Religion: You can’t avoid it, but you can make it what you want.

Okay, so, last night, I put up a blog about religion. Specifically, about the different ways that deity or deities can be viewed within religion. It was more of an overview than anything, and I’m certain that there’s more to say on the subject. Now I want to go into the why. Why should you bother including religion in your constructed world? You may be an atheist and nonreligious, or even opposed to religion. You may be religious and not want to include anything that doesn’t mirror your own. These are both valid concerns. Really, they’re the same concern .

Why would you include a sociocultural point of reference in your fictional world that disagrees with the real world?

That’s the concern.

If that’s the case, then why are you making a fictional world to begin with? You’re creating a fictional world, but making a world is making everything that would be in a world. Religion is a part of the world as much as settlements and towns, even if it’s organized  irreligion. If you don’t want to make a religion, go the Gene Roddenberry route and make humanity “evolve past religion”, but even in Star Trek, the Prime Directive is treated religiously as the guide to all things good. Breaking the Prime Directive is treated in the same way as blasphemy. If you want to make only your religion, then make it allegory.

My point is that, when you’re making a full-fleshed and believable world, you need to take it seriously and to not take it seriously. It’s not this world, so you shouldn’t be so serious about copying this world. At the same time, if it’s supposed to be two or three hundred years into the future, you should consider using religions that exist, but consider that things will change. I have one religion in a science fiction world I’m developing that doesn’t appear until the early twenty-first century, because do we really believe that no new religions will form?

Here are a few questions to ask yourself when creating a religion for a science fiction story:

  1. Is your bias getting in the way? Are you removing religion from your world because you want it removed, or because you sincerely believe that will die out on its own?

    Take Joss Whedon’s Firefly as an example. Whedon isn’t religious, and he certainly isn’t Christian, but he still had the presence of mind to include multiple forms of Christianity five centuries into the future. That’s a case of someone, who may not agree with a religion, understanding that the religion won’t simply go away.

  1. Are there sects or denominations that seem to be merging in their ideas? What new ideas might come out of what’s already here? In what way would a charismatic leadership be able to form a new religion out of what’s here?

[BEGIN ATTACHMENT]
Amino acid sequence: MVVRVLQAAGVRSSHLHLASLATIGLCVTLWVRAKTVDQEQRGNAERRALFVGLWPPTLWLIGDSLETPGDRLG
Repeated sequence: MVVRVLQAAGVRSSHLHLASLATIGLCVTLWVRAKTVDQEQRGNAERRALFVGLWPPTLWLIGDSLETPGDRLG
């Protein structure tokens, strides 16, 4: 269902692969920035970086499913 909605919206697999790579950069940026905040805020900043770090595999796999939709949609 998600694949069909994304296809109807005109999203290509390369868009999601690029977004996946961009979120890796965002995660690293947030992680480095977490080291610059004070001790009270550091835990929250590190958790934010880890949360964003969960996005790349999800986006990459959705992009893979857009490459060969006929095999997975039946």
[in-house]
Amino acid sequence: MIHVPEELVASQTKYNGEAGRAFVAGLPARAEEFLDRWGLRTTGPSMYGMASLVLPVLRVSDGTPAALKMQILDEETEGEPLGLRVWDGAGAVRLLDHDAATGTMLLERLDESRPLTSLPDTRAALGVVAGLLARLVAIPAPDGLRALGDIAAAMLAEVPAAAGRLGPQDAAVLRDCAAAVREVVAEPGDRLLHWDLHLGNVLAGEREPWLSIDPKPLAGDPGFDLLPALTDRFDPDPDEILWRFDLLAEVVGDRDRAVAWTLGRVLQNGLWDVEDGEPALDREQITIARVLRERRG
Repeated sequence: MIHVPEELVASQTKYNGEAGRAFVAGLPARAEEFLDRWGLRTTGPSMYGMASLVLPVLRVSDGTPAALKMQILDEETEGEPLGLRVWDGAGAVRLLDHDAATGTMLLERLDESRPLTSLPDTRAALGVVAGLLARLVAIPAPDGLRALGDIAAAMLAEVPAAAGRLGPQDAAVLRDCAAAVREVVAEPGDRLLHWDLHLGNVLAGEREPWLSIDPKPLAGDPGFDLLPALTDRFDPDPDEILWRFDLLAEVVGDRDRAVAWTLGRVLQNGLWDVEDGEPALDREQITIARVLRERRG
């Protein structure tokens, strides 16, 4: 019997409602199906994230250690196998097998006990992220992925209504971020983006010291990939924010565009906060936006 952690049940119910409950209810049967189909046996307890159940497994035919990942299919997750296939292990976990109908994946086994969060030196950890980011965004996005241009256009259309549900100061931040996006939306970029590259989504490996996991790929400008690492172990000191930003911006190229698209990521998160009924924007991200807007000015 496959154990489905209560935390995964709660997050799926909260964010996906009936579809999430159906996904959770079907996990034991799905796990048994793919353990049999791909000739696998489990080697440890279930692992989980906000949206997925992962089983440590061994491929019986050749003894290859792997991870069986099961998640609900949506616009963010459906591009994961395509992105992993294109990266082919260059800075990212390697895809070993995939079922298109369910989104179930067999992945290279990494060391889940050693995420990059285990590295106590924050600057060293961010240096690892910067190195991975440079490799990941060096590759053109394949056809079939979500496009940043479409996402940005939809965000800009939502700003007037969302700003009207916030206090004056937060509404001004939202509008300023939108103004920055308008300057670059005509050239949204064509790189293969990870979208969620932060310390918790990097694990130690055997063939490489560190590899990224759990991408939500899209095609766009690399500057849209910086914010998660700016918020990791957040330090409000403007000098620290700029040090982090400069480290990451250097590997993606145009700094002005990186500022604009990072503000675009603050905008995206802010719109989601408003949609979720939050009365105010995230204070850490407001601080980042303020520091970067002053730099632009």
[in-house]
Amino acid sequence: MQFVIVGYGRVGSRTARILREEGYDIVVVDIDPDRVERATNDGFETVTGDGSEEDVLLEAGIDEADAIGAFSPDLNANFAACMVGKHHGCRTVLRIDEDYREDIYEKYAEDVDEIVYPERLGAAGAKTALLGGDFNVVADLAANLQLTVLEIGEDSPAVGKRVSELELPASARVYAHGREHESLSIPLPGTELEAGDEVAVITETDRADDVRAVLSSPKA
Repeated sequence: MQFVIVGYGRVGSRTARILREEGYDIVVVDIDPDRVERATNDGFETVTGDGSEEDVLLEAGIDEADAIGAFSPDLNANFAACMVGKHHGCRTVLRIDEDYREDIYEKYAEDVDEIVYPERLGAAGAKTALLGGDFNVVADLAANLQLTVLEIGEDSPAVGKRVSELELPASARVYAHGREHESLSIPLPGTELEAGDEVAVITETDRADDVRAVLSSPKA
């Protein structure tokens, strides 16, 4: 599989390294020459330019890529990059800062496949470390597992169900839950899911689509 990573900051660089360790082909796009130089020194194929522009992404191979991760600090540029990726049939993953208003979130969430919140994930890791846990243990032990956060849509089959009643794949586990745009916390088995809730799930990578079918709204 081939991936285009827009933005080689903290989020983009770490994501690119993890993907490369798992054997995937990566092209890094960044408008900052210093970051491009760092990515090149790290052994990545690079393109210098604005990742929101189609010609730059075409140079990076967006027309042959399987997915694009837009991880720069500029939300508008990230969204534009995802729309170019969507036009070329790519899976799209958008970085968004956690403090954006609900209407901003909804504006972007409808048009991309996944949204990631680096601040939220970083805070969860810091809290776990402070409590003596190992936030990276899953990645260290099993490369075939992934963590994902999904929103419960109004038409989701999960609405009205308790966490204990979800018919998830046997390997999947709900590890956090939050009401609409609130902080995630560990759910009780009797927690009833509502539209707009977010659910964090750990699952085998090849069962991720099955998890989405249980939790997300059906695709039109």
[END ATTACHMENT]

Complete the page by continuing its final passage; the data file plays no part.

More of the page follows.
When creating a new world, whether a future world or a fantasy world, it’s a good idea to research the topics you’re using. I don’t mean to become a doctoral student on everything, but to at least have a passing knowledge of religion, society, culture, and the rest of the building blocks of the world. Religion forms through theology as much as it does through the charisma of teachers, and the social surroundings play a major part in it. Look into how other religions and sects formed through history and what was going on around them, what might have led people to that.

  1. Think of what new changes would happen in society that would prompt an entirely new religion? How would the religious react to terraforming planets, mining asteroids, or simply living in space?

    Might there be a religion formed around faster-than-light travel, or perhaps about opposing FTL? Might a religion believe that terraforming, or making an uninhabitable planet inhabitable, is the highest form of worship? Might a religion react to the vastness of space by becoming a cold warrior race that worships the entropic nature of the universe?

When you’re making a religion for fantasy, you might ask yourself these.

  1. Does my bias get in the way?

    It’s a bit more forgivable to allow religious bias in fantasy, since you’re making the world up from scratch and not reinventing the real world. Also, fantasy has been used for religious allegory for centuries. At one point, John Bunyon wrote about giants and monsters in Pilgrim’s Progress, and in the last hundred years, C.S. Lewis and Philip Pullman have added to the debate with Lewis’s Christian series The Chronicles of Narnia and Pullman’s atheist series His Dark Materials.

    I’ll just say this. If you have religious bias in writing your fantasy, make sure that it’s intentional. There’s little that’s worse than an unintentional bias.

  1. What is the actual cosmology of the world and how would people react to that?